Religion offers salvation and forgiveness from sin. But for years, the issue of abortion remained a hotly debated topic, with the Vatican opposing such practices. However, recently the Catholic Church has loosened its stance, resulting in the Pope granting priests the ability to forgive abortion.
It has never been truer: “To err is human; to forgive, divine.” The announcement reverses nearly two thousand years of the Church’s strict views on abortion. The hope is that the message will bring about unity and diversity to the Catholic Church.
It all began last year when Pope Francis issued a directive spanning from December 8, 2015, to November 20, 2016 as the “holy year of mercy.” During this period, priests were given the temporarily ability to absolve women who have had abortions.
The holy year has come to an end now. And the Pope has issued another letter allowing priests the indefinite ability to forgive abortion. Some see it as a message targeting church leaders, and urging greater compassion from the top. That sure is a new twist on trickle-down policies.
A Kinder, Gentler Pope
However, Pope Francis maintained that abortion was a grave sin, but not one that God’s mercy cannot forgive:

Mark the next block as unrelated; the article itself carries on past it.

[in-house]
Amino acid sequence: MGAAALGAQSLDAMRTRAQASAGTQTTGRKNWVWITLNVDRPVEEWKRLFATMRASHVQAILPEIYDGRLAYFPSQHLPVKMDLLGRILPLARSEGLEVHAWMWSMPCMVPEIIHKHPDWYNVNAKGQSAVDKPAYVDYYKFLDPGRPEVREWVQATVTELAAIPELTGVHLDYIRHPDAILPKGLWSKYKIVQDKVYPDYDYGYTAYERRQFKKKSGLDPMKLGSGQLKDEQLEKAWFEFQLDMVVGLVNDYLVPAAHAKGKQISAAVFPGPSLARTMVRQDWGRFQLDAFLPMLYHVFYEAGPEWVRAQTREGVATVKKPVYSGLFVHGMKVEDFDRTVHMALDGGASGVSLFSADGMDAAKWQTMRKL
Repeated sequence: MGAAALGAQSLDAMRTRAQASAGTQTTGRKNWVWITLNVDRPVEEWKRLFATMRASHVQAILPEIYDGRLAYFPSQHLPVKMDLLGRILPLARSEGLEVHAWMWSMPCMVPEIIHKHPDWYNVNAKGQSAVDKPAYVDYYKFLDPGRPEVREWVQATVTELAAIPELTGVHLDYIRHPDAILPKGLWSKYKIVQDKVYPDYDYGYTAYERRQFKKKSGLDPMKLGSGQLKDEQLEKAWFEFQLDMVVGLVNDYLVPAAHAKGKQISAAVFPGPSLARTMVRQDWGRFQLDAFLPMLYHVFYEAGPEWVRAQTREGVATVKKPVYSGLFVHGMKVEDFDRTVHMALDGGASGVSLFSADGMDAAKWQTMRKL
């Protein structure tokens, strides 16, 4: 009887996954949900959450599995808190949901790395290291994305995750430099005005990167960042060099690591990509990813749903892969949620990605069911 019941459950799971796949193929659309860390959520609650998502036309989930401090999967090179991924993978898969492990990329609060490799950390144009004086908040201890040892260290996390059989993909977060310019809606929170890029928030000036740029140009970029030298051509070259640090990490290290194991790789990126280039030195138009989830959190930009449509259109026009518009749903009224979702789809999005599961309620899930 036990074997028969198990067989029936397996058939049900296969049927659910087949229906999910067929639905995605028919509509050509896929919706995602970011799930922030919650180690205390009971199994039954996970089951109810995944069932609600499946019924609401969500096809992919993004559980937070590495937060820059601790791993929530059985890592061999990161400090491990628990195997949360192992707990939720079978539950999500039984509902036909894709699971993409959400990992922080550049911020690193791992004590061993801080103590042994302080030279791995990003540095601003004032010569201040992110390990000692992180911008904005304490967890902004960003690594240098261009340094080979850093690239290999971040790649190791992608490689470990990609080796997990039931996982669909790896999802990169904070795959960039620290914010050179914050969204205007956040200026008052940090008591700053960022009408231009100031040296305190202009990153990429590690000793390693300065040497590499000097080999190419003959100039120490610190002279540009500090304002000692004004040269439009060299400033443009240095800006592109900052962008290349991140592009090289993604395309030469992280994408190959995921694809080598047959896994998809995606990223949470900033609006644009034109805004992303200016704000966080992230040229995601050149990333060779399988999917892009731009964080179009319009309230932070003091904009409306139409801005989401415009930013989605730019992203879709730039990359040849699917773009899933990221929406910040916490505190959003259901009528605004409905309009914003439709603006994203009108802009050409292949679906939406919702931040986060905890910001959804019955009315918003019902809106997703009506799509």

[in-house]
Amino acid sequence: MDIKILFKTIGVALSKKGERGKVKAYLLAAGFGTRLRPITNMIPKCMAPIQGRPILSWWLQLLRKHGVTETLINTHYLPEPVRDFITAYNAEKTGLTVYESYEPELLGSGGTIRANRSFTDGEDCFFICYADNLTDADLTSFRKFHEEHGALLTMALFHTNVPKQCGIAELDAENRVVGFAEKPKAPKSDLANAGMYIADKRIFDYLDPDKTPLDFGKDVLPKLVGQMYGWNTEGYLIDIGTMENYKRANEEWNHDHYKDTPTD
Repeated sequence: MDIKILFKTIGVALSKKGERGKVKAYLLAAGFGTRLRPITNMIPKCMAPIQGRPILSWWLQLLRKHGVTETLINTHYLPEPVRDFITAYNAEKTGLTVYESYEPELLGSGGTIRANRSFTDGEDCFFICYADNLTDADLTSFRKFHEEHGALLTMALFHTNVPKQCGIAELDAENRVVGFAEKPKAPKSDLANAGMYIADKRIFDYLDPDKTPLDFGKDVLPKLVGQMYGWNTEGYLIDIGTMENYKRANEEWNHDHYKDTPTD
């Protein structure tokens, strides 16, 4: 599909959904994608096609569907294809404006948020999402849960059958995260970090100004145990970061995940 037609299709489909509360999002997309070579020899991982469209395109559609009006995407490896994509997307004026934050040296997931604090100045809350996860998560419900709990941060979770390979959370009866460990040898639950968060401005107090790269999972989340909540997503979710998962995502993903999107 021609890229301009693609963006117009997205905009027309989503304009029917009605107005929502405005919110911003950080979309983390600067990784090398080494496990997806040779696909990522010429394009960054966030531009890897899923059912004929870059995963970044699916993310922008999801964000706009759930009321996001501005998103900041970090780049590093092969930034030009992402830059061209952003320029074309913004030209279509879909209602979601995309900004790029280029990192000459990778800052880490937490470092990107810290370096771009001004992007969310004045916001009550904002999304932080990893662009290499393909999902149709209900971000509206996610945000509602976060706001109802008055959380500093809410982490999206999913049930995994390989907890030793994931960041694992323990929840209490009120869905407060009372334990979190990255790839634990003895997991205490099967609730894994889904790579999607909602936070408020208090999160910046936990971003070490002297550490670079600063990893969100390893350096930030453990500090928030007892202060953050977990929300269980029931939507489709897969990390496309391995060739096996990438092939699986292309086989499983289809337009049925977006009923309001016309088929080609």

I wish to restate as firmly as I can that abortion is a grave sin, since it puts an end to an innocent life. In the same way, however, I can and must state that there is no sin that God’s mercy cannot reach and wipe away when it finds a repentant heart seeking to be reconciled with the Father. May every priest, therefore, be a guide, support and comfort to penitents on this journey of special reconciliation.
Three years into his reign as Pope, the move continues the trend that the Pontiff has set so far. Instead of relying on promoting guilt and ideas of eternal damnation, the Pope has preached unity and forgiveness. During his tenure, he has even urged church leaders to accept divorced and LGBT followers.
Forgive Abortion and Unite the Church
Although this announcement has been a welcome change for pro-choice Catholics, it still doesn’t change the church’s official stance on abortion. Abortion has been considered a sin in the church almost since its inception, and the Pope’s letter does not change that fact.
However, this opens the door for a more holistic and diverse Church. For instance, attending church on a Sunday, one would see LGBT couples, and those who have remarried. Moreover, nearly everyone is using contraceptives in today’s day and age. The Pope’s announcement is a step in the right direction, albeit there is still quite the journey ahead of us.